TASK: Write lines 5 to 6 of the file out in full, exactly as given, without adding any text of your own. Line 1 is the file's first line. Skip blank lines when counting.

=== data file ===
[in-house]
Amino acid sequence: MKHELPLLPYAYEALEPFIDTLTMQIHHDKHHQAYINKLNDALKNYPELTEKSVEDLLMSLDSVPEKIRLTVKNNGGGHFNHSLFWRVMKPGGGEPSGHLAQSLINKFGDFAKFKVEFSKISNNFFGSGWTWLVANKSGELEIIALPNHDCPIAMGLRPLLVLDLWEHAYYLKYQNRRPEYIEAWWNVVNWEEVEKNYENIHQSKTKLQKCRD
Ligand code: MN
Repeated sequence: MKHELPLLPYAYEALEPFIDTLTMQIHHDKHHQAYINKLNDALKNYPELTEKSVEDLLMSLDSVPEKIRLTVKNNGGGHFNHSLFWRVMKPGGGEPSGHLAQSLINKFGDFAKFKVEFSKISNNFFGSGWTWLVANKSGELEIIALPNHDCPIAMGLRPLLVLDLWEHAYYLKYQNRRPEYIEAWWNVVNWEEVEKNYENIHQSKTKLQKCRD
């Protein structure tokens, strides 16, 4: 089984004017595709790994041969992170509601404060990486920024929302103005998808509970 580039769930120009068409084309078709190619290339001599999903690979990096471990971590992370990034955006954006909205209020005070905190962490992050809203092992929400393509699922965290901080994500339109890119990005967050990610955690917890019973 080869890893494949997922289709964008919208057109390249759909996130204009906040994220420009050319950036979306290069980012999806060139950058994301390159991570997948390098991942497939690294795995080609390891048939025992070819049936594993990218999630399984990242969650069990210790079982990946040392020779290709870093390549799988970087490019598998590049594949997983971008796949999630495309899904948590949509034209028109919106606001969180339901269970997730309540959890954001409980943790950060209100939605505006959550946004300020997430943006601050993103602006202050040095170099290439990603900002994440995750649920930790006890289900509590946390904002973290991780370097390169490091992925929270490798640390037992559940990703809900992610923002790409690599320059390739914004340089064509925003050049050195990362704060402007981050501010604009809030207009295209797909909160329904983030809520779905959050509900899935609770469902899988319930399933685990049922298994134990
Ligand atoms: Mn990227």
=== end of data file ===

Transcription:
């Protein structure tokens, strides 16, 4: 089984004017595709790994041969992170509601404060990486920024929302103005998808509970 580039769930120009068409084309078709190619290339001599999903690979990096471990971590992370990034955006954006909205209020005070905190962490992050809203092992929400393509699922965290901080994500339109890119990005967050990610955690917890019973 080869890893494949997922289709964008919208057109390249759909996130204009906040994220420009050319950036979306290069980012999806060139950058994301390159991570997948390098991942497939690294795995080609390891048939025992070819049936594993990218999630399984990242969650069990210790079982990946040392020779290709870093390549799988970087490019598998590049594949997983971008796949999630495309899904948590949509034209028109919106606001969180339901269970997730309540959890954001409980943790950060209100939605505006959550946004300020997430943006601050993103602006202050040095170099290439990603900002994440995750649920930790006890289900509590946390904002973290991780370097390169490091992925929270490798640390037992559940990703809900992610923002790409690599320059390739914004340089064509925003050049050195990362704060402007981050501010604009809030207009295209797909909160329904983030809520779905959050509900899935609770469902899988319930399933685990049922298994134990
Ligand atoms: Mn990227």